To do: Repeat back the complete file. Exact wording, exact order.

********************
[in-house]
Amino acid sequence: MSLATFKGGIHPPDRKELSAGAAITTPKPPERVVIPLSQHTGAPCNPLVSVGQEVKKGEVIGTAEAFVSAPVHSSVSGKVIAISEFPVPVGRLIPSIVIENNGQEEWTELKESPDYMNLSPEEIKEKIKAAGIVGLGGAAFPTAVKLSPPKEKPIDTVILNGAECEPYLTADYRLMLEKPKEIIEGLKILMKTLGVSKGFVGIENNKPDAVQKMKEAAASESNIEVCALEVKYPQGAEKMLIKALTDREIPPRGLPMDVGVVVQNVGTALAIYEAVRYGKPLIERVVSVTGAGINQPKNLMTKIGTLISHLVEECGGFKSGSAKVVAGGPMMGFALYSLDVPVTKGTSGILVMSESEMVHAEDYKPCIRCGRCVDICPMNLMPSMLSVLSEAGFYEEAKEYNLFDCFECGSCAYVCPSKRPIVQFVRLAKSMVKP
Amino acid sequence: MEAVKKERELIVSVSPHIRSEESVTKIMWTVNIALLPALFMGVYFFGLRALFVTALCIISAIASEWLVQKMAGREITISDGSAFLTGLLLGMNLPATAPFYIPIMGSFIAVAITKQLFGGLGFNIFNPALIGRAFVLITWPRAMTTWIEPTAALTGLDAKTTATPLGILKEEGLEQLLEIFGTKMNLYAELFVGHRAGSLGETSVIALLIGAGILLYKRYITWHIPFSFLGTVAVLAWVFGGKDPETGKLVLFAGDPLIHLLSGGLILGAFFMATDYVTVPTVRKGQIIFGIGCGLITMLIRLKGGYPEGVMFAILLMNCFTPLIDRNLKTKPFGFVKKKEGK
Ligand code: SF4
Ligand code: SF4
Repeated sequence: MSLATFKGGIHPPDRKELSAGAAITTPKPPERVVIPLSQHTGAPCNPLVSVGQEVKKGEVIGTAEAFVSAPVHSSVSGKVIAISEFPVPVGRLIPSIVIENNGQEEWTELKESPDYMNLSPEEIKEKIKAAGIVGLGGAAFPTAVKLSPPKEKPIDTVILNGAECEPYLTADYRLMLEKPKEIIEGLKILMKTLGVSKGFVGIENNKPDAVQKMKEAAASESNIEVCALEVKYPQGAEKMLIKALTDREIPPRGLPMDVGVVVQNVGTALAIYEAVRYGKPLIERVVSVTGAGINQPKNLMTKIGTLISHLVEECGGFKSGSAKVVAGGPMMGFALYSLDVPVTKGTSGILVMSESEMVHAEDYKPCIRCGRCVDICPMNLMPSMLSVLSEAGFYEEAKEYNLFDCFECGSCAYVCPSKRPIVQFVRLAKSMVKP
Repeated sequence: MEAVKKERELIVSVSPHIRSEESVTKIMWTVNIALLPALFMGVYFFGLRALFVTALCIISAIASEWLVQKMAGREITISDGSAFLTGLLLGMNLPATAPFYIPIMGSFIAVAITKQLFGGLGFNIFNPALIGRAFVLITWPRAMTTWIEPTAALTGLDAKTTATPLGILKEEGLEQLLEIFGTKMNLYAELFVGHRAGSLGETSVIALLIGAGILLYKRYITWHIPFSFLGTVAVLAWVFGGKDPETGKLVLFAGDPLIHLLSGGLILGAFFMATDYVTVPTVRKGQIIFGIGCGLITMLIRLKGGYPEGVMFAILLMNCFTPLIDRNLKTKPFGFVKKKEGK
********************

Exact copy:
[in-house]
Amino acid sequence: MSLATFKGGIHPPDRKELSAGAAITTPKPPERVVIPLSQHTGAPCNPLVSVGQEVKKGEVIGTAEAFVSAPVHSSVSGKVIAISEFPVPVGRLIPSIVIENNGQEEWTELKESPDYMNLSPEEIKEKIKAAGIVGLGGAAFPTAVKLSPPKEKPIDTVILNGAECEPYLTADYRLMLEKPKEIIEGLKILMKTLGVSKGFVGIENNKPDAVQKMKEAAASESNIEVCALEVKYPQGAEKMLIKALTDREIPPRGLPMDVGVVVQNVGTALAIYEAVRYGKPLIERVVSVTGAGINQPKNLMTKIGTLISHLVEECGGFKSGSAKVVAGGPMMGFALYSLDVPVTKGTSGILVMSESEMVHAEDYKPCIRCGRCVDICPMNLMPSMLSVLSEAGFYEEAKEYNLFDCFECGSCAYVCPSKRPIVQFVRLAKSMVKP
Amino acid sequence: MEAVKKERELIVSVSPHIRSEESVTKIMWTVNIALLPALFMGVYFFGLRALFVTALCIISAIASEWLVQKMAGREITISDGSAFLTGLLLGMNLPATAPFYIPIMGSFIAVAITKQLFGGLGFNIFNPALIGRAFVLITWPRAMTTWIEPTAALTGLDAKTTATPLGILKEEGLEQLLEIFGTKMNLYAELFVGHRAGSLGETSVIALLIGAGILLYKRYITWHIPFSFLGTVAVLAWVFGGKDPETGKLVLFAGDPLIHLLSGGLILGAFFMATDYVTVPTVRKGQIIFGIGCGLITMLIRLKGGYPEGVMFAILLMNCFTPLIDRNLKTKPFGFVKKKEGK
Ligand code: SF4
Ligand code: SF4
Repeated sequence: MSLATFKGGIHPPDRKELSAGAAITTPKPPERVVIPLSQHTGAPCNPLVSVGQEVKKGEVIGTAEAFVSAPVHSSVSGKVIAISEFPVPVGRLIPSIVIENNGQEEWTELKESPDYMNLSPEEIKEKIKAAGIVGLGGAAFPTAVKLSPPKEKPIDTVILNGAECEPYLTADYRLMLEKPKEIIEGLKILMKTLGVSKGFVGIENNKPDAVQKMKEAAASESNIEVCALEVKYPQGAEKMLIKALTDREIPPRGLPMDVGVVVQNVGTALAIYEAVRYGKPLIERVVSVTGAGINQPKNLMTKIGTLISHLVEECGGFKSGSAKVVAGGPMMGFALYSLDVPVTKGTSGILVMSESEMVHAEDYKPCIRCGRCVDICPMNLMPSMLSVLSEAGFYEEAKEYNLFDCFECGSCAYVCPSKRPIVQFVRLAKSMVKP
Repeated sequence: MEAVKKERELIVSVSPHIRSEESVTKIMWTVNIALLPALFMGVYFFGLRALFVTALCIISAIASEWLVQKMAGREITISDGSAFLTGLLLGMNLPATAPFYIPIMGSFIAVAITKQLFGGLGFNIFNPALIGRAFVLITWPRAMTTWIEPTAALTGLDAKTTATPLGILKEEGLEQLLEIFGTKMNLYAELFVGHRAGSLGETSVIALLIGAGILLYKRYITWHIPFSFLGTVAVLAWVFGGKDPETGKLVLFAGDPLIHLLSGGLILGAFFMATDYVTVPTVRKGQIIFGIGCGLITMLIRLKGGYPEGVMFAILLMNCFTPLIDRNLKTKPFGFVKKKEGK